OpenAIRE

    Yükselci, Sema

    2003-01-01

    Cataloged from PDF version of article. Students at English-medium universities (EMUs) in Turkey need to develop strategic listening abilities to prepare for English-medium content instruction. Listening strategies need to be taught because they help learners deal with incoming speech, particularly when comprehension is not complete. This study aimed to explore the extent to which teacher participants (a) incorporate listening strategies into teaching listening (b) perceive l...

  14. Differentiating Science Instruction: Secondary science teachers' practices

    Science.gov (United States)

    Maeng, Jennifer L.; Bell, Randy L.

    2015-09-01

    This descriptive study investigated the implementation practices of secondary science teachers who differentiate instruction. Participants included seven high school science teachers purposefully selected from four different schools located in a mid-Atlantic state. Purposeful selection ensured participants included differentiated instruction (DI) in their lesson implementation. Data included semi-structured interviews and field notes from a minimum of four classroom observations, selected to capture the variety of differentiation strategies employed. These data were analyzed using a constant-comparative approach. Each classroom observation was scored using the validated Differentiated Instruction Implementation Matrix-Modified, which captured both the extent to which critical indicators of DI were present in teachers' instruction and the performance levels at which they engaged in these components of DI. Results indicated participants implemented a variety of differentiation strategies in their classrooms with varying proficiency. Evidence suggested all participants used instructional modifications that required little advance preparation to accommodate differences in students' interests and learning profile. Four of the seven participants implemented more complex instructional strategies that required substantial advance preparation by the teacher. Most significantly, this study provides practical strategies for in-service science teachers beginning to differentiate instruction and recommendations for professional development and preservice science teacher education.

  15. Exploring Instructional Strategies and Learning Theoretical Foundations of eHealth and mHealth Education Interventions.

    Science.gov (United States)

    Tamim, Suha R; Grant, Michael M

    2016-05-19

    This qualitative study aimed at exploring how health professionals use theories and models from the field of education to create ehealth and mhealth education interventions in an effort to provide insights for future research and practice on the development and implementation of health promotion initiatives. A purposeful sample of 12 participants was selected, using criterion and snowballing sampling strategies. Data were collected and analyzed from semistructured interviews, planning materials, and artifacts. The findings revealed that none of the participants used a specific learning theory or an instructional model in their interventions. However, based on participants' description, three themes emerged: (1) connections to behaviorist approaches to learning, (2) connections to cognitivist approaches to learning, and (3) connections to constructivist approaches to learning. Suggested implications for practice are (1) the design of a guidebook on the interplay of learning theories, instructional models, and health education and (2) the establishment of communities of practice. Further research can (1) investigate how learning theories and models intertwine with health behavior theories and models, (2) evaluate how the different instructional strategies presented in this study affect learning outcomes and health behavior change processes, and (3) investigate factors behind the instructional strategies choices made by health professionals. © 2016 Society for Public Health Education.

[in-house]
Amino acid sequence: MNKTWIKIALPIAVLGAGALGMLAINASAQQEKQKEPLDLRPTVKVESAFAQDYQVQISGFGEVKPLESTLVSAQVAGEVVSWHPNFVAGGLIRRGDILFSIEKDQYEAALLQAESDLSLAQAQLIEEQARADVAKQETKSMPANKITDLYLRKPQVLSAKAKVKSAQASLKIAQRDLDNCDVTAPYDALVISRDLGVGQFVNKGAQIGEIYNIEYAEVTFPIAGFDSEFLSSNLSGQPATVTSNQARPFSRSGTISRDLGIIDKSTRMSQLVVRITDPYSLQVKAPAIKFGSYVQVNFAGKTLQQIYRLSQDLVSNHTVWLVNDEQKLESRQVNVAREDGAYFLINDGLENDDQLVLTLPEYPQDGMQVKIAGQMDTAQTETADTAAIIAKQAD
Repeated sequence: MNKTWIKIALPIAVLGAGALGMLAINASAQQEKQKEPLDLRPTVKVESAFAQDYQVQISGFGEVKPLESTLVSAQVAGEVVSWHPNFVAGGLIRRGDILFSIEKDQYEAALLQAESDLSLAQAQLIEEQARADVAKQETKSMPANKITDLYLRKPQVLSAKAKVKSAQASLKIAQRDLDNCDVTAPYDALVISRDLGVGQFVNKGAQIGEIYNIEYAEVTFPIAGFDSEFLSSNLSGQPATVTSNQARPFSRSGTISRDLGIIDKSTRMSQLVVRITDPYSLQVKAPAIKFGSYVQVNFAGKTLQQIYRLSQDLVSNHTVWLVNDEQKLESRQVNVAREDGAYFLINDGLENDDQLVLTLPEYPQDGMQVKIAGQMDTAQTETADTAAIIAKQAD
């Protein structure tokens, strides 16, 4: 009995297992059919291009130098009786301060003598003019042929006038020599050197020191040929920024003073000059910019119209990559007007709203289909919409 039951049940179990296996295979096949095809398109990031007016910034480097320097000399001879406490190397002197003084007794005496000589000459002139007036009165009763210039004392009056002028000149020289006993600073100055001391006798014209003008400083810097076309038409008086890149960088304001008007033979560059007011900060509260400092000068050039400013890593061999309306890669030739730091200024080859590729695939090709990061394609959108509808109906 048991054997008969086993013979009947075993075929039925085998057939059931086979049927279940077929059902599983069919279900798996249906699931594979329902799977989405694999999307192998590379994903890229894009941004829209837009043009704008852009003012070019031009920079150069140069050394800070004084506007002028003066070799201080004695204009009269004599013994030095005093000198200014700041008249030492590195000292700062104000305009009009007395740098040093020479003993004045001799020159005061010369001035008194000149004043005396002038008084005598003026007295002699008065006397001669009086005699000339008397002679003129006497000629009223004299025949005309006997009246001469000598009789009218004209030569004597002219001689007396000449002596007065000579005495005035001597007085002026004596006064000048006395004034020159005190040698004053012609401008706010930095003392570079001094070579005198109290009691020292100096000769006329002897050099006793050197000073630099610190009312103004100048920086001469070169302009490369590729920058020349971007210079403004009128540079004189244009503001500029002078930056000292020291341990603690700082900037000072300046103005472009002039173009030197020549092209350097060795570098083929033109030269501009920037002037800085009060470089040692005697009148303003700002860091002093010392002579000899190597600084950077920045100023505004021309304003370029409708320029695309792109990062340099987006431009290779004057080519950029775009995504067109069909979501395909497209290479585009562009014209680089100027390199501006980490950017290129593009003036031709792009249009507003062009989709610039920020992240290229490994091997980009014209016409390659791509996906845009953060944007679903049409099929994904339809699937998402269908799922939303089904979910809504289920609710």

16. Improving listening comprehension skills relying on metacognitive strategies - focus on vocabulary and specific l2 instruction

    Directory of Open Access Journals (Sweden)

    Jerotijević-Tišma Danica

    2016-01-01

    Full Text Available The present paper aims at investigating the application of an instructional method specifically focused on the expansion of metacognitive awareness and its effect on Serbian EFL students’ listening comprehension. The current study is a follow-up research of a similar study by Vandergrift and Tafaghodtari (2010. However, we sought to expand the previous research by investigating the relationship between the students’ current level of L2 (target language vocabulary and listening test scores. Our study likewise differed in the sample of participants, the target language, teaching and testing material used, and the duration of the very experiment. To answer the proposed research questions we conducted an experiment with 57 Serbian secondary school EFL (English as a Foreign Language learners divided into experimental (n=27 and control group (n=30. The results of the pre- and post-tests of the two groups showed the beneficial effects of developing metacognitive strategies and the strong positive correlation between the level of vocabulary and listening comprehension. The paper underlines important pedagogical implications especially regarding the enhancement of metacognitive awareness and vocabulary proficiency of students in order to improve performance on listening comprehension tasks.